Curious question. Is moto strictly for motorcycle, or could it refer to "la voiture"?
Why is 'her hat, then his coat' incorrect? Is it to do with context or grammar?
You can't change the owner in the middle of the sentence without notice, since the possessives are identical for "il" and "elle":
- her hat, then his coat = son chapeau à elle, puis son manteau à lui.
The difference is that in English, "coat" is frequently used as a generic term, but "manteau" is not a generic term. I.e., a "manteau" is never a jacket. "Un manteau" is specifically a long coat, extending anywhere from mid-thigh to the ankle; it may be thought of as an "overcoat". "Une veste" is a jacket (also called generically a "coat"), a garment that extends either to the hip or slightly below.
These moderators are so extraordinarily pedantic. Jacket and coat are used interchangeably in English. A long "manteau" would absolutely be referred to as a jacket.
That would not change the meaning but it would be less usual.
Another usual adverb is "ensuite" in this case.
Would you say "puis" and "ensuite" are completely synonymous, or do they have individual differences?
While the order is correct, before is "avant." The exercises are to teach you the words and how they can be used. Once you go into "avant" vs. "puis" it really comes down to context, which this exercise doesn't provide.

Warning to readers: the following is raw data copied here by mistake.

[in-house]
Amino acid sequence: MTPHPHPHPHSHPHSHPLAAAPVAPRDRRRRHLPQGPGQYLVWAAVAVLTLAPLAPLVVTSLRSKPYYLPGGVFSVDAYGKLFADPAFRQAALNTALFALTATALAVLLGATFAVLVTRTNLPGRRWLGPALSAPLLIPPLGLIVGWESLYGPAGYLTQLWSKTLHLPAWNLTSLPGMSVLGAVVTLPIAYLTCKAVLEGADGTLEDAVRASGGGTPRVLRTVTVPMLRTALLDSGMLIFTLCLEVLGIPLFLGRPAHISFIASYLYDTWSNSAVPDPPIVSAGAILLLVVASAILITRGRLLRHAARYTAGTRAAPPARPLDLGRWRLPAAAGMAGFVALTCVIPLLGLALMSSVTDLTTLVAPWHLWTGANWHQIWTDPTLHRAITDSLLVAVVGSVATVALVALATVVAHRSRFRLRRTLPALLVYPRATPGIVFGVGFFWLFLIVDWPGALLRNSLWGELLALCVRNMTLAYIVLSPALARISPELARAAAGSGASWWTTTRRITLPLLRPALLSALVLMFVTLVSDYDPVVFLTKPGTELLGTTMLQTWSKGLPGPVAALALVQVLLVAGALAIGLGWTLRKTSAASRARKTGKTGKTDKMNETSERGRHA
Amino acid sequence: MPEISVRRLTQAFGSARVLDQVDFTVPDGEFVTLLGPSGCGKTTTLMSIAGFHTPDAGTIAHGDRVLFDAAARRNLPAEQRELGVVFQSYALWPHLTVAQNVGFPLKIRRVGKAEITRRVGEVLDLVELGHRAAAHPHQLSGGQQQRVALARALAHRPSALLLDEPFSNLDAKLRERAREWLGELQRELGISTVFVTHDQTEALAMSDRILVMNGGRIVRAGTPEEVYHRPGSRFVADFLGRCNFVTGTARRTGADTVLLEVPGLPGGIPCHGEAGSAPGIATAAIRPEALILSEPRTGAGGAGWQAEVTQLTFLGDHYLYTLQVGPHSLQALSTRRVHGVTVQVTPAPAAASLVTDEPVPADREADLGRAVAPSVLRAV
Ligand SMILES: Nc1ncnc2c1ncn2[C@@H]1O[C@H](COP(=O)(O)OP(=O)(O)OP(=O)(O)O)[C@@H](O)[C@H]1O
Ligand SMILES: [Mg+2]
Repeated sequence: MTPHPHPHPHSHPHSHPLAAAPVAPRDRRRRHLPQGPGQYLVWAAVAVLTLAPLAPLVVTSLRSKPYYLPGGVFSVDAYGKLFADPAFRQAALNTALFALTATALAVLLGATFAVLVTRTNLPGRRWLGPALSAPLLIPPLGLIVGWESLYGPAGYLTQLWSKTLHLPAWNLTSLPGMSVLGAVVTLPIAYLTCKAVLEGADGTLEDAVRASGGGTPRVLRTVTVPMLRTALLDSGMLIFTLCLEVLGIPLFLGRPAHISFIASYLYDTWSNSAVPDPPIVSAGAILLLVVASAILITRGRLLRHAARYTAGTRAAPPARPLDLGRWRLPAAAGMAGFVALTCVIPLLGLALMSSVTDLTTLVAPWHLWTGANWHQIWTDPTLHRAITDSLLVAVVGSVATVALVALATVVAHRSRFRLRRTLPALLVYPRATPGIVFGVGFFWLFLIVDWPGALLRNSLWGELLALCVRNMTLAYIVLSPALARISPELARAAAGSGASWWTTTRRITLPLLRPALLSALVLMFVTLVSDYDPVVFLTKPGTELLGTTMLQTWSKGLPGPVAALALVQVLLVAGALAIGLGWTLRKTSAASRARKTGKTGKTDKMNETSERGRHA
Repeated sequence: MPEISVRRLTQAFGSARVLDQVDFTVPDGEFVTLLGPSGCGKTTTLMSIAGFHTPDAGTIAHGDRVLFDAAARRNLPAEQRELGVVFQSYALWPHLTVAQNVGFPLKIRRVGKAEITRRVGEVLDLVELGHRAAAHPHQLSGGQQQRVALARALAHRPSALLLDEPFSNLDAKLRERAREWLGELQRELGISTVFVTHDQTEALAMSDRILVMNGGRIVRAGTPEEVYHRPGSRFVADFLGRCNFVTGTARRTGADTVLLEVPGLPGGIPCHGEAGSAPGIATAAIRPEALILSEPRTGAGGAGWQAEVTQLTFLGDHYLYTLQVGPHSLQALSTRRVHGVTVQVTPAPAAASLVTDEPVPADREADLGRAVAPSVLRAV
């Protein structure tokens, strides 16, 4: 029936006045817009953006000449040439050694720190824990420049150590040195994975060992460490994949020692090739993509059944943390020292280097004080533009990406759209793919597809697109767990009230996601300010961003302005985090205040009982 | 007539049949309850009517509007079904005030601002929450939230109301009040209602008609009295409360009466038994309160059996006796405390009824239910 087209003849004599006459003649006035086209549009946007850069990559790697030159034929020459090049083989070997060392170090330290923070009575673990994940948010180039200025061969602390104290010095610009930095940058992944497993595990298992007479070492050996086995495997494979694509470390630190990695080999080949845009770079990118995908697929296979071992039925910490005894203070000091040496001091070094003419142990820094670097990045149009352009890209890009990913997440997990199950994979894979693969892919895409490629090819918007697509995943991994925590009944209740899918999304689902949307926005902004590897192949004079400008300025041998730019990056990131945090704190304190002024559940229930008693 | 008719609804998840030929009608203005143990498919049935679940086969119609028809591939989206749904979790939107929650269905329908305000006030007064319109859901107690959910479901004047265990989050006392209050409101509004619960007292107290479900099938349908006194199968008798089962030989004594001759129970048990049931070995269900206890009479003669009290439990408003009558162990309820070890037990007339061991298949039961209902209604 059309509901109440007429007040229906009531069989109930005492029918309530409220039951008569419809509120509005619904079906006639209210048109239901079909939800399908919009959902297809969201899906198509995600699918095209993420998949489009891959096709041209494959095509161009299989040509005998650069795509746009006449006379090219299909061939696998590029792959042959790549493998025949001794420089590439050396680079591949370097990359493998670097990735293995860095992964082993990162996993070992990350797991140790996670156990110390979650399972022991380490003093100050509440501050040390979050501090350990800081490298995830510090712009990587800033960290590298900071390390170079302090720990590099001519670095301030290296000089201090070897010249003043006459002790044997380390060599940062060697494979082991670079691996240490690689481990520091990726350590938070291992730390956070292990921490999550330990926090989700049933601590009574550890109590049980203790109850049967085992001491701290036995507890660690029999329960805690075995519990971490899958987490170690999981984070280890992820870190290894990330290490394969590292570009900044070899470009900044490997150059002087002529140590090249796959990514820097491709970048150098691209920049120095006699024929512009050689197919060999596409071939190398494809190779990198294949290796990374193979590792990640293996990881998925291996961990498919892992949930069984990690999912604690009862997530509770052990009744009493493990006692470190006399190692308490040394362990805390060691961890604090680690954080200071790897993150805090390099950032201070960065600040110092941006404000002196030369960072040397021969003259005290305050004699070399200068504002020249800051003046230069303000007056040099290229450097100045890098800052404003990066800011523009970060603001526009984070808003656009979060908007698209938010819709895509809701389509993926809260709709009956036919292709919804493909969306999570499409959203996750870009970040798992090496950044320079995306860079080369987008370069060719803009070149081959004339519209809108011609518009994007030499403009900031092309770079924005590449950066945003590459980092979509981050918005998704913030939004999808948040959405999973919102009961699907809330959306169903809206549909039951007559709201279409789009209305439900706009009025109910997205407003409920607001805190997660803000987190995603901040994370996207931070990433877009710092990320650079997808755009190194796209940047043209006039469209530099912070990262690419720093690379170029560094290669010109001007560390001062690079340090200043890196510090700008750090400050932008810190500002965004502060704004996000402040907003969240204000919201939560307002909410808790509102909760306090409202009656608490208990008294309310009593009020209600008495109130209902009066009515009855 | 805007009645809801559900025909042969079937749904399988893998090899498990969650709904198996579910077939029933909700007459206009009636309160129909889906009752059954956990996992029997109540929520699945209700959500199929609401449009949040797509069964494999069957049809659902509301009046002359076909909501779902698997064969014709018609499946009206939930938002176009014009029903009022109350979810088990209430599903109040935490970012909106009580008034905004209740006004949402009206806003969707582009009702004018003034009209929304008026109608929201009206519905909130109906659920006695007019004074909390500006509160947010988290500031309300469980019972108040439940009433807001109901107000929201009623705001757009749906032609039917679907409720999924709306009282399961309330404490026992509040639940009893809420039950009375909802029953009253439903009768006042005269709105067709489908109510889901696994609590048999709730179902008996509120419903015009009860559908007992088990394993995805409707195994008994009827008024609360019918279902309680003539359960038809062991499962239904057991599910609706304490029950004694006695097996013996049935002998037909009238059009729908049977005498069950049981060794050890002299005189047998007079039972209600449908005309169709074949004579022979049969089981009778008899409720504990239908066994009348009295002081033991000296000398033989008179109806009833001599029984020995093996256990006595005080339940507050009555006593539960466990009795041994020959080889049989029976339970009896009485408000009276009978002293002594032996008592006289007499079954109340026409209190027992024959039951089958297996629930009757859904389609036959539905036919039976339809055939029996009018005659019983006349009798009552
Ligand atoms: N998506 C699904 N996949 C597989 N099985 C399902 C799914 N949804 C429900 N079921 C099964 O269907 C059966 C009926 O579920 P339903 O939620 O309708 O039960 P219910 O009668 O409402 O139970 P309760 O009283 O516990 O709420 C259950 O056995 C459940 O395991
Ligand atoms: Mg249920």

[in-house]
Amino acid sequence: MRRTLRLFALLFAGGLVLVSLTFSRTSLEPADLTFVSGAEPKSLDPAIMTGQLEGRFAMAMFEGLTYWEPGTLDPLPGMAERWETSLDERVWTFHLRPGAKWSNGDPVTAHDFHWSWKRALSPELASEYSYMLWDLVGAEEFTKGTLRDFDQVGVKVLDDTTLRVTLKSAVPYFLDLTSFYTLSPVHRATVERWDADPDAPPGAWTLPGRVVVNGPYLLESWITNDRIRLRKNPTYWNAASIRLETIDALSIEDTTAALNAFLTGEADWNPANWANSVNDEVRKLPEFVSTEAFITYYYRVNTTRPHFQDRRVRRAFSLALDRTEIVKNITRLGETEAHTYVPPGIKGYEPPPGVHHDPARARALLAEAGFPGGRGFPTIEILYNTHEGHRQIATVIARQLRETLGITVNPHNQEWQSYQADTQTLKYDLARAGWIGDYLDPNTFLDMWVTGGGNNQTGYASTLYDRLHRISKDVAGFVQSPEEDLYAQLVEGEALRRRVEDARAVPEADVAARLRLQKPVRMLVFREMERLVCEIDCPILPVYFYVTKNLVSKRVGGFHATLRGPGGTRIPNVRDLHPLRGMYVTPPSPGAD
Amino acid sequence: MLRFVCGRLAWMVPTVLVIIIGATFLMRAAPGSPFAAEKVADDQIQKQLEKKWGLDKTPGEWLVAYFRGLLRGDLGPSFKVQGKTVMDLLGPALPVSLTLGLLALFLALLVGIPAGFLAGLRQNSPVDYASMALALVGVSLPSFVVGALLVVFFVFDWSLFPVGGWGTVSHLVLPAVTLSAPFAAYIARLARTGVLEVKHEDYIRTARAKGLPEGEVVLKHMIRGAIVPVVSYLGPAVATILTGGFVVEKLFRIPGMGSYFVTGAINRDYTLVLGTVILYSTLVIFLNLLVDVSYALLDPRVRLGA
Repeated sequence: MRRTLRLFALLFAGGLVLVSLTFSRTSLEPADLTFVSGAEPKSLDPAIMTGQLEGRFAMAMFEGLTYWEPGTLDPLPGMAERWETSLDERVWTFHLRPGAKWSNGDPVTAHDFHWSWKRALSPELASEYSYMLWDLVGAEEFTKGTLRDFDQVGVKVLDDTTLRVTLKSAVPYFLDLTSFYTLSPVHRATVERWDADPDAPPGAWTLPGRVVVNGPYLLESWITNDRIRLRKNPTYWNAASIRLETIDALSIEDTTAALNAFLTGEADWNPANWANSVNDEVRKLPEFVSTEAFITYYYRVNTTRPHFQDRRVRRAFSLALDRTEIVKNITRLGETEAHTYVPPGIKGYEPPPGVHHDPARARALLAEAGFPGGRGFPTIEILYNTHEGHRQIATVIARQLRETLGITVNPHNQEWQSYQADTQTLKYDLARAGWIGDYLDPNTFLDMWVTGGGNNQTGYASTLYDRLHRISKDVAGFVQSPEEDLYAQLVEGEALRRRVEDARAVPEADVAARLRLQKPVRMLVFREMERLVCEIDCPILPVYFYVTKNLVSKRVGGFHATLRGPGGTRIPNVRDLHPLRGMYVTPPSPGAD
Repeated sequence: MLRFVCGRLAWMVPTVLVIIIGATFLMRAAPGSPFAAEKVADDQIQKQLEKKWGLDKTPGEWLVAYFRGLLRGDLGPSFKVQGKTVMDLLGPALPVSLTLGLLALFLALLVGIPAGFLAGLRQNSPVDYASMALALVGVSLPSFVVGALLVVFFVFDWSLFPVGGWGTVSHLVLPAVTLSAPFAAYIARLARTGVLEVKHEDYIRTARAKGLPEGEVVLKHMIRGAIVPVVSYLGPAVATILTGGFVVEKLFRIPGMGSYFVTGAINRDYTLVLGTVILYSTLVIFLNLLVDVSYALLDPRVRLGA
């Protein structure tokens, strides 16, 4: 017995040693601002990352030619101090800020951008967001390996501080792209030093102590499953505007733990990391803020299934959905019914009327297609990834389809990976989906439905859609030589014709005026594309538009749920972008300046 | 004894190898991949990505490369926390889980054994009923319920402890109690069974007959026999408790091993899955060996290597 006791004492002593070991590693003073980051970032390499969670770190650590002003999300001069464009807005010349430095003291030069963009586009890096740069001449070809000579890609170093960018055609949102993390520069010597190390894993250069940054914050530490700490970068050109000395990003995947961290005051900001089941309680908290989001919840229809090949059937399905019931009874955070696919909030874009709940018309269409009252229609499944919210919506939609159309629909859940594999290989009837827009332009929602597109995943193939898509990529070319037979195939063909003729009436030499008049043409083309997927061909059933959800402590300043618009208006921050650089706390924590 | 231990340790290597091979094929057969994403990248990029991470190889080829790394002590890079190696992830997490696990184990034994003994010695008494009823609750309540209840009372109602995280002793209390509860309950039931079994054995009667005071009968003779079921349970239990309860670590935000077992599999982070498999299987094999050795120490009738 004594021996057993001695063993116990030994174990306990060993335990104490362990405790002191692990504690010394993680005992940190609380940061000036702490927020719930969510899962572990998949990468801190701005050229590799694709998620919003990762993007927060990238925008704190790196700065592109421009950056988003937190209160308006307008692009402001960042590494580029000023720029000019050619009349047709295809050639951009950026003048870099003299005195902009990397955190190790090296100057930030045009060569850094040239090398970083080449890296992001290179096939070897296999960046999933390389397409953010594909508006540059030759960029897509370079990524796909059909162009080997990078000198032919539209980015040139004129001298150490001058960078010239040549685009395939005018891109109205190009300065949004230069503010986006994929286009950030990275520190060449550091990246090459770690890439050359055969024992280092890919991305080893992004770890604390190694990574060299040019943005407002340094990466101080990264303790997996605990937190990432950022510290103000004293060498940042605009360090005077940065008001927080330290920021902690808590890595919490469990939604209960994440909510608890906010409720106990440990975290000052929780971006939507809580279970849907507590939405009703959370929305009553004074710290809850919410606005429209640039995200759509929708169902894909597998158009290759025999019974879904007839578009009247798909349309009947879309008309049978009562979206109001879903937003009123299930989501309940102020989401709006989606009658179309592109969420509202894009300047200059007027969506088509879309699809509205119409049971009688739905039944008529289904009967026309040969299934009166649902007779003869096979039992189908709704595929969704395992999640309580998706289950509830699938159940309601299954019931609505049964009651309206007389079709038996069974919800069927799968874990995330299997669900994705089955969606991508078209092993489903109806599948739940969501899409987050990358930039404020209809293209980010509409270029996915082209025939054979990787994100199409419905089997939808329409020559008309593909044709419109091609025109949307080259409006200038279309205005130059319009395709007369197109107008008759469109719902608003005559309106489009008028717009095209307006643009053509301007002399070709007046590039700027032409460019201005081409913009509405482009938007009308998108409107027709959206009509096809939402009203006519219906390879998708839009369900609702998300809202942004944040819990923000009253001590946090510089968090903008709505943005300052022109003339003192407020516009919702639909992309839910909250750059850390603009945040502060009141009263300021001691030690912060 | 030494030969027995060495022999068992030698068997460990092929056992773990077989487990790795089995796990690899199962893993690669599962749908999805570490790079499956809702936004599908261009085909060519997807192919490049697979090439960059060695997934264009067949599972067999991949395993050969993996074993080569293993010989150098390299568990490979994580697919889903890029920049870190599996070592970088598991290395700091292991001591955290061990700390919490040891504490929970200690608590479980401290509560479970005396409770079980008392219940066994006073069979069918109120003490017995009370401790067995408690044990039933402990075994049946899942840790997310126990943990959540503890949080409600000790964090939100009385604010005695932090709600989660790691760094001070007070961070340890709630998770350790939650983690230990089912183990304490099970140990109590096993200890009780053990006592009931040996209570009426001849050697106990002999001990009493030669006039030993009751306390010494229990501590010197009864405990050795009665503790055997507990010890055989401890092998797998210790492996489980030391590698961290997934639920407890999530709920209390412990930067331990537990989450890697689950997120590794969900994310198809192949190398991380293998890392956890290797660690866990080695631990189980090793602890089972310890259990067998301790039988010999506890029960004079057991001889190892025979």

Why is "His hat, and then his coat" wrong. I can't think of a context in which these two phrases would have different meanings.
The point is that "his hat, and then his coat" would back translate to "son chapeau, et puis son manteau".
I wish I could get back to the original context. Something about the original correction was confusing. Anyway, the 'and' ('et') seems redundant and doesn't change the meaning in either language. Sometimes Duolingo accepts syntactic variations on the same semantic content and other times it doesn't. It is hard to see what is essential and what is not.
"puis" is a matter of time, and means "then".
"next to" is a matter of location in space and it translates to "à côté de, près de".
You would have to adjust the French sentence if you wanted to change the owner in the middle:
- son chapeau à elle, puis son manteau à lui.
Otherwise, the two objects are conventionally supposed to belong to the same person.
'His hat then his coat' what's wrong with answer? Can somebody explain please?
Wow. I finished the tree last year, and this is the first time I've seen the word "puis" on here.